Rotation from Gold to Bitcoin

Posted on December 8th, 2017

Bitcoin has exploded higher in recent weeks as futures trading draws near, slated for next week on the CME, and other mainstream financial products, like ETFs, are widely expected.  If it does grow in stature as a store of value, its fair value is conservatively $50,000 in our view.  It may not be a coincidence that as financial stress in China creeps up, and Trump throws Middle East peace under a bus, demand for bitcoin picks up.  There may even be evidence that investors are starting to rotate out of gold towards Bitcoin; a shift from the old world haven to the haven for the digital world.  The grumpy old men of finance are dismissing Bitcoin as a bubble.  It probably is, but one that is blowing up, and may do so much further.  The bearish consensus view for the USD is getting harder to square with its improved yield advantage and strong economic outlook.  Tighter USD short funding costs, position squaring and seasonal strength may propel the USD higher into year-end.  EM markets are tiring into year-end.


Higher dollar funding costs

The USD has broadly strengthened this week, in the wake of the tax bill passage through the Senate, despite the increased political uncertainty generated by the Flynn plea deal.

Political uncertainty in the USA remains high (Continuing Resolution/ Debt ceiling, Alabama election, Mueller investigation).  On the other hand, there is increasing confidence that a final tax reform bill will be passed as soon as before year-end.  Perhaps there is a degree of fatigue in the market in dealing with US political uncertainty, and the currency market has decided it matters less for now.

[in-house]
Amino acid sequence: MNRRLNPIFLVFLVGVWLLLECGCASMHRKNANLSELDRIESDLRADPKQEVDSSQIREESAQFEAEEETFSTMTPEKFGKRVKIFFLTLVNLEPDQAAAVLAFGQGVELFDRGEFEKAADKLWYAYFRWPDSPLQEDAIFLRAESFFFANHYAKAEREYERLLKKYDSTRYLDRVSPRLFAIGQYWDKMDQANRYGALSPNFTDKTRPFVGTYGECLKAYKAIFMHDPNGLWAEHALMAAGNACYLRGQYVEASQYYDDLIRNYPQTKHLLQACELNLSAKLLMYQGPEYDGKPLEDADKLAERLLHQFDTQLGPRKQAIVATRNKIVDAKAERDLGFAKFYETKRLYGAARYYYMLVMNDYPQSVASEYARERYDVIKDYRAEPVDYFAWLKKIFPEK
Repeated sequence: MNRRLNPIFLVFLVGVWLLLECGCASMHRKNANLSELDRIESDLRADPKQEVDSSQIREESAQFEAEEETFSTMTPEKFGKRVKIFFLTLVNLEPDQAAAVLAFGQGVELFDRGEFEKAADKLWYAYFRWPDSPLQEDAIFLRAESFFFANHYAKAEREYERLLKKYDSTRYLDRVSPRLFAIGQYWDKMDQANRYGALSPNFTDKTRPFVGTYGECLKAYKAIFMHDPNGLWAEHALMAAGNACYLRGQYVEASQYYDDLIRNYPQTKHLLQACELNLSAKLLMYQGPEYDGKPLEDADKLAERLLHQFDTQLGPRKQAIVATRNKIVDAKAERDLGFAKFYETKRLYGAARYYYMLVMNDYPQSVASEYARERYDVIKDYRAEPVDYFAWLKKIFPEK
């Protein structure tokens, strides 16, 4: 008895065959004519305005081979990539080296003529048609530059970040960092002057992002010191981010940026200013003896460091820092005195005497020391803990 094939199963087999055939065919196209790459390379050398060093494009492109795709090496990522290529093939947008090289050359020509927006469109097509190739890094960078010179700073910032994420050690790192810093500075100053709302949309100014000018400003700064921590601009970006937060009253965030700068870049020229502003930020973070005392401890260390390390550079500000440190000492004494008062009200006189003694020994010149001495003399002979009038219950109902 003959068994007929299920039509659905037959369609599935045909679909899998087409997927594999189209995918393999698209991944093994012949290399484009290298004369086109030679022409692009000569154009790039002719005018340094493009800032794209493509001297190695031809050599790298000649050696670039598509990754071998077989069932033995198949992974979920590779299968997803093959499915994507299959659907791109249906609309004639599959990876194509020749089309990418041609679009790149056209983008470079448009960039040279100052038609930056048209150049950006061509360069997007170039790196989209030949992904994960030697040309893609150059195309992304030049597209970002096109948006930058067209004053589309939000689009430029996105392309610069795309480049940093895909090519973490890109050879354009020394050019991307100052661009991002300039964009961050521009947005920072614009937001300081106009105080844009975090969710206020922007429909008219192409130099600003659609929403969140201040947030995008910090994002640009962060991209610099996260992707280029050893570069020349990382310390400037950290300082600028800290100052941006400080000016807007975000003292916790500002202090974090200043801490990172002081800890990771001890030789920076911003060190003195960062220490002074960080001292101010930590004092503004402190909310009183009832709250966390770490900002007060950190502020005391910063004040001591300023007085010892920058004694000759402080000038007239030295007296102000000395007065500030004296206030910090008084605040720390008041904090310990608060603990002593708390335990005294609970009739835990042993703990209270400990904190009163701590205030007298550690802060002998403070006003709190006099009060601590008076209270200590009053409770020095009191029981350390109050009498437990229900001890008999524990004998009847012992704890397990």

A factor that some have identified that may be supporting the USD is higher dollar funding costs for currency hedging that often occurs over the turn of the year. Cross-currency basis swap spreads have widened (become more negative) for other major currencies against the USD.  These add to the standard interest rate differential in determining FX forward contract points.

It is perhaps not a coincidence that the USD does exhibit some seasonality, tending to rise into the end of the year and fall in the new year.


EUR fatigue

Given the ongoing evidence of sustained and strong economic recovery in Europe and the political risk in the USD, it would not have been a surprise to see the EUR strength into year end.  However, it appears to have lost upward momentum and finding resistance near 1.20.  This may be a case of the market seeking to take profit and reduce risk into the year-end.